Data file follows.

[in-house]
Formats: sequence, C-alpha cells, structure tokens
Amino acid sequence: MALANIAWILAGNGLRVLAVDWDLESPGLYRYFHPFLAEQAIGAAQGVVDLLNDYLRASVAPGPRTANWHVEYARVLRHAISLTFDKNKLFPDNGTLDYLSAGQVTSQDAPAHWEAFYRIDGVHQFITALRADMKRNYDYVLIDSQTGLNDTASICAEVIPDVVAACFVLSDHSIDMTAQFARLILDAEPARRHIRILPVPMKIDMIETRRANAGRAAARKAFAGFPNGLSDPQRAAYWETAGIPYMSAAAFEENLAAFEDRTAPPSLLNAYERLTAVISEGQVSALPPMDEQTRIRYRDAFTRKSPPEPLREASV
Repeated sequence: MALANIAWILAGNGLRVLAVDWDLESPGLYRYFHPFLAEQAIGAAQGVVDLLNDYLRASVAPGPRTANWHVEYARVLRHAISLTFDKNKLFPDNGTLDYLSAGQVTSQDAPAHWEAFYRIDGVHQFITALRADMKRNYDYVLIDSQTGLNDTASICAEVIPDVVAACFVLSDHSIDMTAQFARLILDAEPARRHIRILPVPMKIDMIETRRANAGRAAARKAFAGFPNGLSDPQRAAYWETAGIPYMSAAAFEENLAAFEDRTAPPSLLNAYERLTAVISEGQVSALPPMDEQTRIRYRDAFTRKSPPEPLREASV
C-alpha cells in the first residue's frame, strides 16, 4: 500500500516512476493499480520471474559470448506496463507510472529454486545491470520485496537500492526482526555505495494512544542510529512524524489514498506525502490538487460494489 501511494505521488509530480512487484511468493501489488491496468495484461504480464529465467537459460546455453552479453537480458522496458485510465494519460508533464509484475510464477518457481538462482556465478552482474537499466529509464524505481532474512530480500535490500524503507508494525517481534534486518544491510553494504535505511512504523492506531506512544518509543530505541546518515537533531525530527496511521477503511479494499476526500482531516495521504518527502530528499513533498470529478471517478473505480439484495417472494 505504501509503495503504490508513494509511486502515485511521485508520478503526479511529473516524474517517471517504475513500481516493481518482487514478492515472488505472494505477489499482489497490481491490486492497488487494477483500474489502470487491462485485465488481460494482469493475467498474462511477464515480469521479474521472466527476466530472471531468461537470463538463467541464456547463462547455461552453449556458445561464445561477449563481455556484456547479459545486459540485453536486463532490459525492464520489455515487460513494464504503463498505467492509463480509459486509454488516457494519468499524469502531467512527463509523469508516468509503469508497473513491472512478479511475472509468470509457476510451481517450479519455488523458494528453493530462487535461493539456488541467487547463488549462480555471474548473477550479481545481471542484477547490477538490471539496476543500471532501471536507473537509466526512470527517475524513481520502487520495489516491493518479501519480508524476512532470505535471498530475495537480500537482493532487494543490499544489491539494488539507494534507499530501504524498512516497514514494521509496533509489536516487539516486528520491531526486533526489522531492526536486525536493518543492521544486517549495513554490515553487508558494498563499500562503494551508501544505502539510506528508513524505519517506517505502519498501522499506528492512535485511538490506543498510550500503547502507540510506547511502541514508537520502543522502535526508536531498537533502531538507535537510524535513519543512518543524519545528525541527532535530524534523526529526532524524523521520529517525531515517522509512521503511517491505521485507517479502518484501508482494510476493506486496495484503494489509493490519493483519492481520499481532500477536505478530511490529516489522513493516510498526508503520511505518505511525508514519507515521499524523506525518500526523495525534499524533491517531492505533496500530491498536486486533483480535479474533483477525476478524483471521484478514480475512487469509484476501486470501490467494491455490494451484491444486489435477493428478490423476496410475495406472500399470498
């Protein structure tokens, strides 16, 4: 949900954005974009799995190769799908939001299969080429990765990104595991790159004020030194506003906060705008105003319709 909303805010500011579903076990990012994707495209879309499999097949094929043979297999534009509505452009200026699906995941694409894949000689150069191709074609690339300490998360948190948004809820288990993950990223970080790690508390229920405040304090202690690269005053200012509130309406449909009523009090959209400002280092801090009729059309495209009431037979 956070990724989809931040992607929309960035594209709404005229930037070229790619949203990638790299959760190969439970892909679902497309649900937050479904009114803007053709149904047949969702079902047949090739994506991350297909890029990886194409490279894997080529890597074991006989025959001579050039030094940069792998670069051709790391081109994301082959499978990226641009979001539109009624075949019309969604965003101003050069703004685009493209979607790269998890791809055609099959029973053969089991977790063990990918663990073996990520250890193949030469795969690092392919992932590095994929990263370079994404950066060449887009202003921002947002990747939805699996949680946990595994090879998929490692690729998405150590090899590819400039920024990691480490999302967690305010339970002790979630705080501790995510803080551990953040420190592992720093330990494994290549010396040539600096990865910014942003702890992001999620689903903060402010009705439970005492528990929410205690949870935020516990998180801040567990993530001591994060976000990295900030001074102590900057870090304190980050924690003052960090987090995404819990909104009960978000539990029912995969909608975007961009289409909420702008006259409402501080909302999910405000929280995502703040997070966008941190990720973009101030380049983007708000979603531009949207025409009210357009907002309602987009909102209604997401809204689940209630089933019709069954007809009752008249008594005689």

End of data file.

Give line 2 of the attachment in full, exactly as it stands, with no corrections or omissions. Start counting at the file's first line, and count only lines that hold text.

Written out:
Formats: sequence, C-alpha cells, structure tokens